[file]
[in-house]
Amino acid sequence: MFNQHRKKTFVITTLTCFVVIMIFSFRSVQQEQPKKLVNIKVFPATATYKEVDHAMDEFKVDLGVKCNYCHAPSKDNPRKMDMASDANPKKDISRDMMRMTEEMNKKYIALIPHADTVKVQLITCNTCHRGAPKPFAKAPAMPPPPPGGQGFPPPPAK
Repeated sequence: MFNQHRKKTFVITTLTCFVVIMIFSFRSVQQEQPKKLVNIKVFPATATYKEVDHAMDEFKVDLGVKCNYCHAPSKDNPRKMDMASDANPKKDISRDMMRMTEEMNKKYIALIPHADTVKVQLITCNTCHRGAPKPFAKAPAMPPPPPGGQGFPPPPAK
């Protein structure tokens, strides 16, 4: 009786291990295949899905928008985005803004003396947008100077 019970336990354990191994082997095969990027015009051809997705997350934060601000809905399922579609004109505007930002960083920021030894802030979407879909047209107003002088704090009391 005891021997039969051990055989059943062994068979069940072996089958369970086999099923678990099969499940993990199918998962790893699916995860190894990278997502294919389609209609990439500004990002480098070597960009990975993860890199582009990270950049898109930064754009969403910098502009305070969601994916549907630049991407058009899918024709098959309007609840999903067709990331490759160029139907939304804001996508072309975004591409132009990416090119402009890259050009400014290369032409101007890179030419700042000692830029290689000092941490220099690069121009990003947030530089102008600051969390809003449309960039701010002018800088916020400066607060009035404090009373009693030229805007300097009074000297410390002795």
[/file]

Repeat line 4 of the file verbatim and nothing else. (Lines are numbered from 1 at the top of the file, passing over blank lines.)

């Protein structure tokens, strides 16, 4: 009786291990295949899905928008985005803004003396947008100077 019970336990354990191994082997095969990027015009051809997705997350934060601000809905399922579609004109505007930002960083920021030894802030979407879909047209107003002088704090009391 005891021997039969051990055989059943062994068979069940072996089958369970086999099923678990099969499940993990199918998962790893699916995860190894990278997502294919389609209609990439500004990002480098070597960009990975993860890199582009990270950049898109930064754009969403910098502009305070969601994916549907630049991407058009899918024709098959309007609840999903067709990331490759160029139907939304804001996508072309975004591409132009990416090119402009890259050009400014290369032409101007890179030419700042000692830029290689000092941490220099690069121009990003947030530089102008600051969390809003449309960039701010002018800088916020400066607060009035404090009373009693030229805007300097009074000297410390002795």